The U.S. International Trade Commission (ITC) ruled on Friday in favor of Samsung Electronics Co Ltd in a patent infringement case in which Nvidia claimed that the South Korean multinational had used its graphics chip technology without permission.
Judge Thomas Pender ruled that the company did not infringe upon two of Nvidia’s patents, but it did infringe upon a third, however, he ruled that third patent invalid because it was not a new invention in comparison with previously known patents, Reuters reports.
While the ruling has not yet been finalized, as it must still be reviewed by the full commission tasked with the final decision in the matter, Nvidia spokesman Robbert Sherbin was quoted by Reuters as having said that Nvidia remains “confident” in their case.
We remain confident in our case
Despite the judge’s ruling, the International Business Times reports that Nvidia will continue to seek a ban on importing Samsung phones — those that the company believes to be using their graphic chips technology without their permission — into the United States.
Nvidia’s complaint against Samsung and Qualcomm was filed with the ITC back in September of last year.
The complaint alleges that Qualcomm’s Snapdragon processors and Samsung’s Exynos processors infringe upon its patents.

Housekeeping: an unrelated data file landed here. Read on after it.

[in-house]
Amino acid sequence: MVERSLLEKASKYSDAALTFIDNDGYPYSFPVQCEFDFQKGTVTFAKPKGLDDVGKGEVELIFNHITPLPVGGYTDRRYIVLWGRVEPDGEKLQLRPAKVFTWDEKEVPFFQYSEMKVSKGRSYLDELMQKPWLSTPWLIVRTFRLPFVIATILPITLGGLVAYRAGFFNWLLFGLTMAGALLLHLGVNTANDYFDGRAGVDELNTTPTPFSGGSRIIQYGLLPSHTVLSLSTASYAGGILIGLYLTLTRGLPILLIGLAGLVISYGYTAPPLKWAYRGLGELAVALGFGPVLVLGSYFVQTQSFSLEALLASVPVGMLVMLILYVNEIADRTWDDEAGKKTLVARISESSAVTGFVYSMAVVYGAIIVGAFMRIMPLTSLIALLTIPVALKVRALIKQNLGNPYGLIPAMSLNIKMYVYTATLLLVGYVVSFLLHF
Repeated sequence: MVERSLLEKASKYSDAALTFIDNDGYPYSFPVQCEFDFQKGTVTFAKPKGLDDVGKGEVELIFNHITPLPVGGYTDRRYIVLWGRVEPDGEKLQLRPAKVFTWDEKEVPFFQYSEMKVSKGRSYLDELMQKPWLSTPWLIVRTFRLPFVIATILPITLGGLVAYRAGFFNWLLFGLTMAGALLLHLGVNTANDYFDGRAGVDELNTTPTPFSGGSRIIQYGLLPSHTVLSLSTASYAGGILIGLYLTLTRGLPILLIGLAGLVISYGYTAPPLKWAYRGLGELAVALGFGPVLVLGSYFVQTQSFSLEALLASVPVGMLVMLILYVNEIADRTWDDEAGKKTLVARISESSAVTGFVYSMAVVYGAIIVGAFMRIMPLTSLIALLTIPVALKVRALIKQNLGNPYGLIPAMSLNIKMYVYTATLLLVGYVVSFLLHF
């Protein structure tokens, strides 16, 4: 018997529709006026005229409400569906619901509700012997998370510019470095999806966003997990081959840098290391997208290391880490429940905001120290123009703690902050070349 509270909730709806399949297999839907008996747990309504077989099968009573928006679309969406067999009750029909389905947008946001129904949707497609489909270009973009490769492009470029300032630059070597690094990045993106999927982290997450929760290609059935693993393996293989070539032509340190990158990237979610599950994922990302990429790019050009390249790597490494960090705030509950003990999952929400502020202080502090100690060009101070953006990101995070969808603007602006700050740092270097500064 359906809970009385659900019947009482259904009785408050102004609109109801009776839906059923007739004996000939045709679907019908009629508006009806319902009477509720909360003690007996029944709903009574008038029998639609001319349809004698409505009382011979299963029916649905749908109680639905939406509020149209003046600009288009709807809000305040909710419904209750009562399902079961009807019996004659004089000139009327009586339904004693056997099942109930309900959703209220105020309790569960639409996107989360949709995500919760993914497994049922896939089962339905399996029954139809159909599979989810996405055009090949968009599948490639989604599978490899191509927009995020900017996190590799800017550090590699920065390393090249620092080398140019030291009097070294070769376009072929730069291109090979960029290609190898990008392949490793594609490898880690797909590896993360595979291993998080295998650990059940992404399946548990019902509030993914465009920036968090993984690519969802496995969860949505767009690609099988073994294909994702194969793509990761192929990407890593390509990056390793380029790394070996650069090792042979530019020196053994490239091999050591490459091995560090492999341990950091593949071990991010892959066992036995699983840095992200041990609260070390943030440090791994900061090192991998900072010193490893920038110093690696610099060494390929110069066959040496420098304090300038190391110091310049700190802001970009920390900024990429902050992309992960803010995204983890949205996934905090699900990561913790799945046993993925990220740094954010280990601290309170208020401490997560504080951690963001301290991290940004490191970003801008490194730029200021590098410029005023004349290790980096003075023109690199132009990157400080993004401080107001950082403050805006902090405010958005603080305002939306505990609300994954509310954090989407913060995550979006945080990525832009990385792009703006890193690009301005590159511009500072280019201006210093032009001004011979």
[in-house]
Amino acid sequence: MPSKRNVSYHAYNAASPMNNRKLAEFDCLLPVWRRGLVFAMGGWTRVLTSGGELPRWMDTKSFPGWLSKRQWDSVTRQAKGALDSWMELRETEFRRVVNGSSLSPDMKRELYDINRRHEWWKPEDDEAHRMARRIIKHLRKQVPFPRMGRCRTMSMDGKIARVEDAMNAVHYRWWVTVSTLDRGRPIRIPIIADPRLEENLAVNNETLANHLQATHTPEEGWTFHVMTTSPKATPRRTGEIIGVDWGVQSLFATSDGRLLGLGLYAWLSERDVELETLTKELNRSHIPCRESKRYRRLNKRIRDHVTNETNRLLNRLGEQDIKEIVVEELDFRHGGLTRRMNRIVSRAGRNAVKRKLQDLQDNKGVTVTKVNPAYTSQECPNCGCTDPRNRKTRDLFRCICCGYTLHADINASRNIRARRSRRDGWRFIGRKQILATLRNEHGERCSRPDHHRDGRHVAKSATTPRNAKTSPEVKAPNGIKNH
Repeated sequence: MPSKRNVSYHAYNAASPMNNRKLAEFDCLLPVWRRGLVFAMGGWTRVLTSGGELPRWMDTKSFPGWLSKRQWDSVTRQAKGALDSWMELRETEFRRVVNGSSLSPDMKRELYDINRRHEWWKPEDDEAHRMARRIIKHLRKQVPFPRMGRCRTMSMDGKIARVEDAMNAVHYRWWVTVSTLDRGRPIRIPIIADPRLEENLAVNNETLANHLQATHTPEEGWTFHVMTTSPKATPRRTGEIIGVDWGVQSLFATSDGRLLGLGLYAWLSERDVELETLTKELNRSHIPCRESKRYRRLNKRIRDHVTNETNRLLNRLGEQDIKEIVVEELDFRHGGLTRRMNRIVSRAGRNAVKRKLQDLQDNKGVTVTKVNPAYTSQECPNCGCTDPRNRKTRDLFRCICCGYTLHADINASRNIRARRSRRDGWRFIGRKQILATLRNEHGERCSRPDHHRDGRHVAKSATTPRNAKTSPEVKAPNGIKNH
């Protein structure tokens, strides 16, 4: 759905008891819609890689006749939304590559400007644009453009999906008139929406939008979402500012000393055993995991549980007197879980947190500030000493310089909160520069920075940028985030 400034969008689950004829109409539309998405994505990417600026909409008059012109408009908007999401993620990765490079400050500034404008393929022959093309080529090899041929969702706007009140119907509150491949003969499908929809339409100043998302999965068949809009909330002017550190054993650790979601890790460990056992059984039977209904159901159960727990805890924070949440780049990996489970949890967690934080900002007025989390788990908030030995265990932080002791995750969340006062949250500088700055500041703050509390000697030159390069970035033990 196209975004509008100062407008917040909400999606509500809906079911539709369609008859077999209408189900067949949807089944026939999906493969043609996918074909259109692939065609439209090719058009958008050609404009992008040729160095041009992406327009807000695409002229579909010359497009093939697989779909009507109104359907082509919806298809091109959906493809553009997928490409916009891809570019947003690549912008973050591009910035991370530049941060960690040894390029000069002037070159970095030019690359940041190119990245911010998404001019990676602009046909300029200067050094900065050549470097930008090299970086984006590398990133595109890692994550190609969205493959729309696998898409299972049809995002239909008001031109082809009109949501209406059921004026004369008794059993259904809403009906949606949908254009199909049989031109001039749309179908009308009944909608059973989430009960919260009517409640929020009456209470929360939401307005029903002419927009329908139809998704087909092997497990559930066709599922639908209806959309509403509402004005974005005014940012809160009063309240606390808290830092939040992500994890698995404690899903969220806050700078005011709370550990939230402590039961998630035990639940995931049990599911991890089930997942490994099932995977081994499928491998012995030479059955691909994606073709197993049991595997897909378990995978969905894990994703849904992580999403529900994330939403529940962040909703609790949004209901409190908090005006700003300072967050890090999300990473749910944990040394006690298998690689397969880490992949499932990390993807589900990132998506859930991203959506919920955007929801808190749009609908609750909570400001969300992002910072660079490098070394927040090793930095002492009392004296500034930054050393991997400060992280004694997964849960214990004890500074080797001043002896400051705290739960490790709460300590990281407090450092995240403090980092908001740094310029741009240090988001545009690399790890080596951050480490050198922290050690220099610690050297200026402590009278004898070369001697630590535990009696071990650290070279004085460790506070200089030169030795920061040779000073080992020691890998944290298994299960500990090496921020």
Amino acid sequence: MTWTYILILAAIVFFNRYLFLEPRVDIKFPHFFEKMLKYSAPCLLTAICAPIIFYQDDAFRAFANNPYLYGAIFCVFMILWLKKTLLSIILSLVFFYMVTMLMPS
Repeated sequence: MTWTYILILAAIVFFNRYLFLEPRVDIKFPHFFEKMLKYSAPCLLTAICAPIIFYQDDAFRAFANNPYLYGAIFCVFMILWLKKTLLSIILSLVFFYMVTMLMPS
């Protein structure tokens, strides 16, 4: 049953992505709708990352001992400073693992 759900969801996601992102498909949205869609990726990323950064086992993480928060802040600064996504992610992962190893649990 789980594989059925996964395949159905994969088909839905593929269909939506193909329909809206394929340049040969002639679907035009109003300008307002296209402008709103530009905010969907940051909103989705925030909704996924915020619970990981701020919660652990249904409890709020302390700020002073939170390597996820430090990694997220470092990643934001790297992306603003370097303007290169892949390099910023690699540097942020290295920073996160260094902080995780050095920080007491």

The import ban sought by Nvidia includes Samsung’s Galaxy smartphones and tablets.
While Nvidia’s legal pursuit against both companies was accompanied by simultaneously filed lawsuits, which were filed in federal court in Delaware, Samsung has not backed down. Instead, the South Korean company has gone on the offense, filing countersuit against California-based Nvidia.
Samsung’s countersuit, which was filed in federal court in Virginia, also claims patent infringement.
But Nvidia alone would not suffice, as Samsung also sued one of the company’s customers.
In response to the recent ITC ruling, Nvidia posted a statement on its blog on Friday in which the company stated that they “now intend to ask the full commission (which is made up of six commissioners) to review this initial determination and to confirm the previous judgment of the U.S. Patent Office — that the third patent is valid.
We now intend to ask the full commission (which is made up of six commissioners) to review this initial determination and to confirm the previous judgment of the U.S. Patent Office — that the third patent is valid. If they agree, the ITC would issue an order that would preclude Samsung from importing into the U.S. infringing Samsung mobile devices and smart TVs. (…) We are continuing this case by proceeding to the next step in the process because we believe our patents are valid and have been infringed.
Earlier this year, Samsung was slapped with a bloatware lawsuit by the Shanghai Consumer Rights Protection Commission over allegations of smartphones sold pre-installed with apps that are not only difficult or impossible to remove, but annoying for consumers.